Quintessential Barrington | Quintessential People | Quintessential America

Quintessential Barrington

Charitable Giving from City to Countryside


story by Barbara L. Benson

Hands-on volunteers gather at the site that was donated by Quaker Oats for Good Shepherd Hospital.

In his epic journey to America in 1831 and 1832, the closest that Alexis de Tocqueville would come to the future Barrington, Illinois, were the two days that he spent at Green Bay on August 9 and 10, 1831. His route there was identical to the one described by Mrs. Kinzie one year earlier as she and her husband prepared to take up his post of Government Agent at Fort Winnebago. De Tocqueville and the Kinzies experienced life in what was still essentially a wilderness.

De Tocqueville, the French historian, scientist, and politician, travelled extensively in the nine months that he spent in America, visiting all manner of towns, cities, and smaller settlements. His book “Democracy in America” was published in 1840, and among his most enduring observations of life in the evolving nation was that of neighbor helping neighbor, perhaps the bedrock of success for communities great and small across the vast land. He wrote:

“These Americans are the most peculiar people in the world. You’ll not believe it when I tell you how they behave. In a local community in their country a citizen may conceive of some need which is not being met. What does he do? He goes across the street and discusses it with his neighbor. Then what happens? A committee begins functioning on behalf of that need. And. You won’t believe this, but it is true. All of this is done without reference to any bureaucrat. All of this is done by the private citizens on their own initiative.”

He might have been describing the founding and emergence of Barrington and its area communities. From 1834, when the first settlement at Barrington Center was established, neighbor helping neighbor was essential to survival. This ethic grew exponentially when the Village of Barrington was founded in 1854 and incorporated in 1865. The generosity of residents was manifested through the churches and the various organizations formed for their welfare and supported entirely by contributions and the efforts of volunteers. Bake sales, suppers, clothing collections, and distribution of food for the needy or housebound was accomplished by willing people for the small community and its surrounding farms. In that respect Barrington was no different from many other pioneer towns.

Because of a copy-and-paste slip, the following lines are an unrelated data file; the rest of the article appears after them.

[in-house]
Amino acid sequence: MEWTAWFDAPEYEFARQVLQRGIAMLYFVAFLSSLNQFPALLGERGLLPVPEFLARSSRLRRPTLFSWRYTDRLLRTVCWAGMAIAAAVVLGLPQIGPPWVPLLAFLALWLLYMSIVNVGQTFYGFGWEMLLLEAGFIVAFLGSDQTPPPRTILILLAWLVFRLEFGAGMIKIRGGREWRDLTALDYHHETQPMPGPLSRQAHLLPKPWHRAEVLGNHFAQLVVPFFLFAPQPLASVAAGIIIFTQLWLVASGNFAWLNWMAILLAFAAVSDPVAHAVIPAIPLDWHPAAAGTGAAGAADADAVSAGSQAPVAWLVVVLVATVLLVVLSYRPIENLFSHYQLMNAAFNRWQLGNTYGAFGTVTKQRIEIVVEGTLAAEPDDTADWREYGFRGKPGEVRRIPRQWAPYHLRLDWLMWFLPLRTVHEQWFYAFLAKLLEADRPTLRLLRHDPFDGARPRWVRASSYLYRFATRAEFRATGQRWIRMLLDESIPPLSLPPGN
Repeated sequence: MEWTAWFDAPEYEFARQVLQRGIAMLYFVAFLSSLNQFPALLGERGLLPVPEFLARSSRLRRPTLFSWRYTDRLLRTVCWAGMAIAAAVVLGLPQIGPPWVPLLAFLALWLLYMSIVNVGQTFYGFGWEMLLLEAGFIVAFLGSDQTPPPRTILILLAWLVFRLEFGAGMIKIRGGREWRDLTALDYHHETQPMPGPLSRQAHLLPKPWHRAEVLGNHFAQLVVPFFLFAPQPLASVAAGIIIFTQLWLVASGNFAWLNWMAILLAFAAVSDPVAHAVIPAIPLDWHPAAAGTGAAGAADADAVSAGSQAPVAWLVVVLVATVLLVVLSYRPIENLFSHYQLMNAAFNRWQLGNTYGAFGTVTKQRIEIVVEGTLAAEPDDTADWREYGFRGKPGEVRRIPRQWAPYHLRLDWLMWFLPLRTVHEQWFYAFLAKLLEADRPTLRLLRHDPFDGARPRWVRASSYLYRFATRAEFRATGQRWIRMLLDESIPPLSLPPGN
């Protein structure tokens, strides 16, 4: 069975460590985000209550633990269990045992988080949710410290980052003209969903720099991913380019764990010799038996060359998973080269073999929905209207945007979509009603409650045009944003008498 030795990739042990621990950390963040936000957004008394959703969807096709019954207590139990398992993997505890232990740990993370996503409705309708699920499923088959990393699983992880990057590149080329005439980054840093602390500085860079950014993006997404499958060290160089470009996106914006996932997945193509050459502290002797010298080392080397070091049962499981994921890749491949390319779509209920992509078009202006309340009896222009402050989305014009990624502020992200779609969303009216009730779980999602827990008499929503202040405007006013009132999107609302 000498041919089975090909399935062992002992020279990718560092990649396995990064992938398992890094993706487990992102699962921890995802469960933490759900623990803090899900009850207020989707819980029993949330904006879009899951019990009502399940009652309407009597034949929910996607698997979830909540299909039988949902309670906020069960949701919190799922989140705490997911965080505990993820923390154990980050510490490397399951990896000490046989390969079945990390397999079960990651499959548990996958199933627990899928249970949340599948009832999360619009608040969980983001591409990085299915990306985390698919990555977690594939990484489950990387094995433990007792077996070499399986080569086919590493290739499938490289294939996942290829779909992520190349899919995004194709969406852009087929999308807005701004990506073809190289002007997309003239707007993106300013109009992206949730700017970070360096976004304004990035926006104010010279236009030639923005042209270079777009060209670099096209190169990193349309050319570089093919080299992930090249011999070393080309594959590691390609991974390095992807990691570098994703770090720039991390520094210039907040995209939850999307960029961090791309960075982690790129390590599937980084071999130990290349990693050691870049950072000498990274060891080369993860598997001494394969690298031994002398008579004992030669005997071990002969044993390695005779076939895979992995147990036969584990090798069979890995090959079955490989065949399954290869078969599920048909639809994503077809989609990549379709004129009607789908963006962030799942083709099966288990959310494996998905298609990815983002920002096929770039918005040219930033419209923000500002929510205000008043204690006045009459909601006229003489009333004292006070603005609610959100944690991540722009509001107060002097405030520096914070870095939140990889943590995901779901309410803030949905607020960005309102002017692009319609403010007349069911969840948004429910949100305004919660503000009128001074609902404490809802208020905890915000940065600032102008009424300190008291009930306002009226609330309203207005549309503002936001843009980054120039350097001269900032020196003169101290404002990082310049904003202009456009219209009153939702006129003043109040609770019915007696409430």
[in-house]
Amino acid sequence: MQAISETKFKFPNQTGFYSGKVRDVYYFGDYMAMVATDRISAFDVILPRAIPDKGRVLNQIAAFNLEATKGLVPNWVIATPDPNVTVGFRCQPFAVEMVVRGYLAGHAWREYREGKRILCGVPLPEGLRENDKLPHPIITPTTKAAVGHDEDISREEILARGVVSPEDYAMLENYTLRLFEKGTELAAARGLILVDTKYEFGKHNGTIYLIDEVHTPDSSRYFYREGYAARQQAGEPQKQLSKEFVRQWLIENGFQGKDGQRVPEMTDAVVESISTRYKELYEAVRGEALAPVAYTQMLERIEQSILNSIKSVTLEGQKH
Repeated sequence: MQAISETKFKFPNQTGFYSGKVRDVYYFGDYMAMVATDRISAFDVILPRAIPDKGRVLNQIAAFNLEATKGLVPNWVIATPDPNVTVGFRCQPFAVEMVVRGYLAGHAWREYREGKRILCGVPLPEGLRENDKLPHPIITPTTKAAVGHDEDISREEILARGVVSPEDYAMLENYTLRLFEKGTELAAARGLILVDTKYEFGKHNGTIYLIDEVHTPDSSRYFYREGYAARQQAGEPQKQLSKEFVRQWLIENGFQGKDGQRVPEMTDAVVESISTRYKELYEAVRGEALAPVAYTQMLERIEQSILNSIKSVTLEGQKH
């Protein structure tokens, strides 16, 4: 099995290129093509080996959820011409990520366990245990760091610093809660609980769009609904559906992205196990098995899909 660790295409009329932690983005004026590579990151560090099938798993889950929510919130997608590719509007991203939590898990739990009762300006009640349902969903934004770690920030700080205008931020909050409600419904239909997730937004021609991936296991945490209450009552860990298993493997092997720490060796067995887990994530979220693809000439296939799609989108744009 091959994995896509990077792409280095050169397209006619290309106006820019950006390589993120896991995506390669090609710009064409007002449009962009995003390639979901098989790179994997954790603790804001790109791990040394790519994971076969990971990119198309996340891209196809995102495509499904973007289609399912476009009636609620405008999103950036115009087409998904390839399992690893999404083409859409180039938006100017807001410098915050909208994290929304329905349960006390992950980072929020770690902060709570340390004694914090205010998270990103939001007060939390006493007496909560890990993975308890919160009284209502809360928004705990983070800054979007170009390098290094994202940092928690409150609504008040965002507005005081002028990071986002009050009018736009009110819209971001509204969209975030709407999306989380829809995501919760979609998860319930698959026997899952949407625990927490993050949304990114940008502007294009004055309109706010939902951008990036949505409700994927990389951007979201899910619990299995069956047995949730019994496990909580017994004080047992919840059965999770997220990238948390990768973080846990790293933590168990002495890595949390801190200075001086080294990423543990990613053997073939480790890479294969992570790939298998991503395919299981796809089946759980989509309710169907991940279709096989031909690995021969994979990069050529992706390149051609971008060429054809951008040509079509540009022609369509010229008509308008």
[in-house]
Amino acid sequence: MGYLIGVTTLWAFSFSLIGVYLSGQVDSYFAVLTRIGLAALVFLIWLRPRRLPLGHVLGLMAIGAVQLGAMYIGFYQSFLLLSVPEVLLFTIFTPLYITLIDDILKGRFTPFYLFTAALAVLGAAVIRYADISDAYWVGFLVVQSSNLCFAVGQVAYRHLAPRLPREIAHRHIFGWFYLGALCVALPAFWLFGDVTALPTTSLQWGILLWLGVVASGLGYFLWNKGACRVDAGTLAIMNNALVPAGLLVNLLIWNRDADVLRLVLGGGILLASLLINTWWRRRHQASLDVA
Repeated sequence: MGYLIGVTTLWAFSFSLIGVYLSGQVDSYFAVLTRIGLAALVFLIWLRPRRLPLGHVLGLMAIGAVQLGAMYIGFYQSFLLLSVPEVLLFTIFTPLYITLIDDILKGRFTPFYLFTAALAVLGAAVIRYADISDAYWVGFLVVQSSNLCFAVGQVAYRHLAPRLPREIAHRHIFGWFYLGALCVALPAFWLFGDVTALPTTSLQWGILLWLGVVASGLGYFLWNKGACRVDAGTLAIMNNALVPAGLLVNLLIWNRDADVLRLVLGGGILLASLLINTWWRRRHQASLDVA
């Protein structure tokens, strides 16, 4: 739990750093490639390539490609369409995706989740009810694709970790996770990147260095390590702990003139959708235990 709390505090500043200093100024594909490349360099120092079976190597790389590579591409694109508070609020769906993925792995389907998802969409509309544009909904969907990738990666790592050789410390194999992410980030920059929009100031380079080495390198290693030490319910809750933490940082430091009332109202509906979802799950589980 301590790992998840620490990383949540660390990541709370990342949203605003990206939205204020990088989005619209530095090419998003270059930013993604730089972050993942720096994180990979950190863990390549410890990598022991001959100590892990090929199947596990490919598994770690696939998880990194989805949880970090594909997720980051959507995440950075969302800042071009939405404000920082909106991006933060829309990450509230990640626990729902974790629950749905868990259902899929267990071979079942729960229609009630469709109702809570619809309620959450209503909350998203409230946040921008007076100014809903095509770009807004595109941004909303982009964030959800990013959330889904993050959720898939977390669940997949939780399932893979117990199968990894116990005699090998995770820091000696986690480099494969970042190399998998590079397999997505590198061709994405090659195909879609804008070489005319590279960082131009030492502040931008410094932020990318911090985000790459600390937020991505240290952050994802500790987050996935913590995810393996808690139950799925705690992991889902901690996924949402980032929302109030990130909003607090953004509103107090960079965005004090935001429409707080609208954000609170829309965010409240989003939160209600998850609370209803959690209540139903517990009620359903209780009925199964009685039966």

However, the 1920s brought changes that would set Barrington apart, when pioneer farms became country estates for successful entrepreneurs who kept residences in Chicago and were donors to well-known city institutions in the arts, music, medicine, and social welfare. Their lives were not yet attuned to local philanthropy of any significance. The first Barrington Horse Show in 1940 saw a change. Proceeds were designated to benefit the Countryside Fire Protection District, and Sherman Hospital in Elgin.

After World War II, the Barrington communities became an increasingly desirable residential destination, and the need for a more sophisticated infrastructure to address social, economic, and environmental issues drew the support of old-time, and newer residents. In the 1970s, a community-wide effort was mounted to support the building of Good Shepherd Hospital. Ground was broken on September 26, 1976, and when completed, many well-known names could be found on its donor walls. Today, both leadership gifts, and smaller donations ensure that the hospital maintains its leading place in modern medicine and health care.

Keeping what were often generational commitments to Chicago’s institutions, people with foundations and a tradition of significant philanthropy began turning their interest to local institutions and activities. The most recent manifestation of this came on July 4, 2015, when the ribbon was cut at Barrington’s White House, following a multi-million dollar local campaign. It is the jewel in the crown for Barrington’s evolution into a well-rounded community offering its residents an exceptional quality of life.

Perhaps de Tocqueville could now write “these Americans are the most extraordinary people in the world.”

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Barbara L. Benson grew up in Kent, England, and later moved to New York. She settled in Barrington and has walked with our history ever since she first arrived here in 1980.